Fewer compensations in the golf swing leads to better shots and more consistent results. The fewer compensations a player has, the less they have to rely on “timing” the shot with the hands through impact, which gives them more control over the golf ball and ultimately, lower scores. My job is to look at a players swing, understand their ball flight and ask the question “why did that happen” until I reach the root cause of the problem, which, if addressed, leads to permanent changes and more consistent golf. Finding the root cause and working on things in the correct order allows the player to get things for “free”; faults in the swing that are effects rather than causes clear up when the root cause is addressed.
I don’t teach “band aid” fixes, which although instantly successful, rarely last more than a few rounds; the golfer often ends up back where they started. There are no quick fixes in this game, but if a player is willing to make an effort to understand their swing, practise properly and put in the time and effort, they can improve dramatically.
I don’t teach a specific methodology as I don’t believe everyone can/should swing the same (we all have different body types, ranges of motion etc). I have spent years analysing the swings of the games best players, from past greats such as Ben Hogan and Sam Snead to modern players such as Tiger Woods, in an effort to find the common denominators that make them great players.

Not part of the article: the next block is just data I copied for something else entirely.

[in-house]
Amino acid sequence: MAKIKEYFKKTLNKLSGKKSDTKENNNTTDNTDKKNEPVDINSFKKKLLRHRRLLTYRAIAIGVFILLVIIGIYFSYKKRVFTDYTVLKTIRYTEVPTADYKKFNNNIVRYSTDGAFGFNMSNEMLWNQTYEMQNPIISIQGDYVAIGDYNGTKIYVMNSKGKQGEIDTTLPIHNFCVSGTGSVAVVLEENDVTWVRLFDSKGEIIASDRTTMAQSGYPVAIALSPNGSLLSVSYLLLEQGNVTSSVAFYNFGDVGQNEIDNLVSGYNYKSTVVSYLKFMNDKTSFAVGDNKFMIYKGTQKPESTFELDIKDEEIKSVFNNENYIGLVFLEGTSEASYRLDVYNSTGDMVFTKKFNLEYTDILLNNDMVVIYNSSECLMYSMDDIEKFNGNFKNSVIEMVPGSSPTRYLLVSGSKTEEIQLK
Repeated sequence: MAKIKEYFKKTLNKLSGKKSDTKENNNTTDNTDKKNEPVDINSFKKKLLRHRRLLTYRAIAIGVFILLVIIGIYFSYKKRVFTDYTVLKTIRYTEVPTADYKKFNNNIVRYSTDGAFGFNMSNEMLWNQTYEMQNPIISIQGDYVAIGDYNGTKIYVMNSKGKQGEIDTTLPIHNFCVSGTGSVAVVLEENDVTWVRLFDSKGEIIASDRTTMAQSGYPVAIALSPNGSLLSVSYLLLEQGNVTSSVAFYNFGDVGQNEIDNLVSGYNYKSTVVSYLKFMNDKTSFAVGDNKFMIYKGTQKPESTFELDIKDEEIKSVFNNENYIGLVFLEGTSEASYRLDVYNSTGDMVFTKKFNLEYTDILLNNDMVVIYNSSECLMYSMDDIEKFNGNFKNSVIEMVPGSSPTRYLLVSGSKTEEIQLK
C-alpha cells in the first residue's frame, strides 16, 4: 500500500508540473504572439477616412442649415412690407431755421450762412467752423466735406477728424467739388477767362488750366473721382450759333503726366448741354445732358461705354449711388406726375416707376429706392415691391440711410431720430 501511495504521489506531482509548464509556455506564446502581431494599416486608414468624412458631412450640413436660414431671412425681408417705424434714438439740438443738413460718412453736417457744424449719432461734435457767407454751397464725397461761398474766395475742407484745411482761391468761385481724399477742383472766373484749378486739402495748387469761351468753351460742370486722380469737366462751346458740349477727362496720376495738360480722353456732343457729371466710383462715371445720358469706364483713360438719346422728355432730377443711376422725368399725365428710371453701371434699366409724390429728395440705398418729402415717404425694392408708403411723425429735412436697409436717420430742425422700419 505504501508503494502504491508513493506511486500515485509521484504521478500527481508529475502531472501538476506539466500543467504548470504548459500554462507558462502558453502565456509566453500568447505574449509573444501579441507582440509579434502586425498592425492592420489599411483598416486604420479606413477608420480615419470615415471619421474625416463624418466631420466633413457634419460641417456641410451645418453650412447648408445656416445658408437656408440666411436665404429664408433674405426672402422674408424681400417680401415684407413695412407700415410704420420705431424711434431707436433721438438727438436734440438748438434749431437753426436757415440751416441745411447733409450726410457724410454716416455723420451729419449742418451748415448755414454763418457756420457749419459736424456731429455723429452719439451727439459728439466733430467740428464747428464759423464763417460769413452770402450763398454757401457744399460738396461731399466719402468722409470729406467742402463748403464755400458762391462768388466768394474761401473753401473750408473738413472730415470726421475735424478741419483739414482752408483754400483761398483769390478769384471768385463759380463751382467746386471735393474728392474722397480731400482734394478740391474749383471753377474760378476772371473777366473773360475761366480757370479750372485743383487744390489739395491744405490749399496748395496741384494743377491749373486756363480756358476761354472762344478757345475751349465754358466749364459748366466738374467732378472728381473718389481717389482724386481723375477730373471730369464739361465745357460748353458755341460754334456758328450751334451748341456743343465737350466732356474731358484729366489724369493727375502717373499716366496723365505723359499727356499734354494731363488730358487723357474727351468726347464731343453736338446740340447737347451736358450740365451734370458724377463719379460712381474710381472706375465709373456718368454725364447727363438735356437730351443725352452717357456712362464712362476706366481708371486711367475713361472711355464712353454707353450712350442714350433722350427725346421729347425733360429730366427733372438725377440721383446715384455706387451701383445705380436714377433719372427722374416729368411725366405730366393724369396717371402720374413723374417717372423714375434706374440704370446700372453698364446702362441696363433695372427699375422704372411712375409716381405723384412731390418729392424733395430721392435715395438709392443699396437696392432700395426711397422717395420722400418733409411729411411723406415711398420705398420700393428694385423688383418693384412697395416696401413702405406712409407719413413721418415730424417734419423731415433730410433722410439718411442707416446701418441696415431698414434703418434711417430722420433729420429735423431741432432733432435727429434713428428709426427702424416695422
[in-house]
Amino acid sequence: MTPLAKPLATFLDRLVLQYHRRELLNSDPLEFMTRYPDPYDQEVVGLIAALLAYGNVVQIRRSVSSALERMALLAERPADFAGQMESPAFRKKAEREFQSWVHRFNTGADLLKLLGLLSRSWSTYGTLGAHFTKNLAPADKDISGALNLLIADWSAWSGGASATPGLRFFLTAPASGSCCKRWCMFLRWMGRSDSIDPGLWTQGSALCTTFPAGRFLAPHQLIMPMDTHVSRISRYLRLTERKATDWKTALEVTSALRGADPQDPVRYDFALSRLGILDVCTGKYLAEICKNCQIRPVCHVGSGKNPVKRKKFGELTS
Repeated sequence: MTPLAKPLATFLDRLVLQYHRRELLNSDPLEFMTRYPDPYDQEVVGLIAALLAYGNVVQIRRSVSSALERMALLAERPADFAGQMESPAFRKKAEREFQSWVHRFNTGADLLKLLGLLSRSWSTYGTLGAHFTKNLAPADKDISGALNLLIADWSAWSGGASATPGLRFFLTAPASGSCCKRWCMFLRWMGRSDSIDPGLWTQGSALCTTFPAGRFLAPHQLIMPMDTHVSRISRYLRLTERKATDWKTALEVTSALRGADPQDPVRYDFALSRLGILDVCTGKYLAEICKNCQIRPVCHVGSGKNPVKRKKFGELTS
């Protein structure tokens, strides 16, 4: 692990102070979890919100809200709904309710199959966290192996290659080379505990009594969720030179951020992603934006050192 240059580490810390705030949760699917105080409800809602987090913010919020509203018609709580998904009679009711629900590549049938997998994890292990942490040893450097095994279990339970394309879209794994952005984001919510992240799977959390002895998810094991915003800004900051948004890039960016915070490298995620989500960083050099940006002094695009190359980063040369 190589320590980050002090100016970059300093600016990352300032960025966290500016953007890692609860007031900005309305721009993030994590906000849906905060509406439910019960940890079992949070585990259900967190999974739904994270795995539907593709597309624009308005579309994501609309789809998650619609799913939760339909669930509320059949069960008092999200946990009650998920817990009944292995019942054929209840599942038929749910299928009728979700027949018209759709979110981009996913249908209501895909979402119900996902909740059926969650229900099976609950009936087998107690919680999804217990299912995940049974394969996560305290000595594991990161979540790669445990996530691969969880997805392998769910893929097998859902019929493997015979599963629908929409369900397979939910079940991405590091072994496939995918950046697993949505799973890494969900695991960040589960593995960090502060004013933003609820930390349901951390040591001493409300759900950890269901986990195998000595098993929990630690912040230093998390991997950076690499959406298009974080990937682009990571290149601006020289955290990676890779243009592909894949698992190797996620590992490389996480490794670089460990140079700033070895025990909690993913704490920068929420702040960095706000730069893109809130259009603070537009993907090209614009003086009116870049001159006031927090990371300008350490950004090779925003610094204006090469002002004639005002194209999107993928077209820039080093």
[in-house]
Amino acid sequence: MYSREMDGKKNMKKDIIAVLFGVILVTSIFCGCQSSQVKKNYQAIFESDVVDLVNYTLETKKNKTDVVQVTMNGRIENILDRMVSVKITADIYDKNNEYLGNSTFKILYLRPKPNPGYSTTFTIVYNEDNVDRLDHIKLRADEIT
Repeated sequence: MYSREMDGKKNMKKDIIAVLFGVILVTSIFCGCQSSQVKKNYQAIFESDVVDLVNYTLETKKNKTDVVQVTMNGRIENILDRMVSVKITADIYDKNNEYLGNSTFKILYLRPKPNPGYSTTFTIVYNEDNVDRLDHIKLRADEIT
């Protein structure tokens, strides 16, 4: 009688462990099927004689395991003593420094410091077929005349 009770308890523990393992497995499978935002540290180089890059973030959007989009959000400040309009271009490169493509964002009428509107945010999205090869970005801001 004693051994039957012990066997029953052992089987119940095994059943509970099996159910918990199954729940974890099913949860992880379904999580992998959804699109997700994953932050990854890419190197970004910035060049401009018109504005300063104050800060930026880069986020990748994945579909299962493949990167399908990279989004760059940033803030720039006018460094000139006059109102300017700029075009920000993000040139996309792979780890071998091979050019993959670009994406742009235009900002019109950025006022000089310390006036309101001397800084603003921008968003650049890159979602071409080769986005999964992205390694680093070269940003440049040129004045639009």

In golf, you either make the club release or you allow it to release itself. I believe the most consistent way to play is by allowing the club to react to the pivot (body motion) and for physics to square the face with a passive release of the hands and arms. Fundamentals are essential to playing good golf, this means a good grip/setup and a dynamic pivot action. The action of the hands and arms should be blended with the pivot motion to create an “in-sync” golf swing. For a “passive” delivery of the golf club and for more consistency, I favour a rotational golf swing where the big muscles control the smaller muscles.
Many players fail to make lasting changes/improvements in their game because:
• They work on the effects rather than the causes
• They work on them in the wrong way
• They are not consistent in what they work on
“If the ball is doing the same thing, then you haven’t changed anything”
Many golfers feel as though they are improving, when in reality there is very little change. One of the reasons I use video analysis is to help players differentiate between feel (what the player feels they are doing) and real (what they are actually doing), the two are rarely the same. Many players will have different swing thoughts from week to week (some even rounds to round). Working on different things every time you play leads to frustration as nothing ever really changes. To make a lasting change, players need to practice the correct things in the correct way until they are able to perform the movement pattern with little or no conscious thought.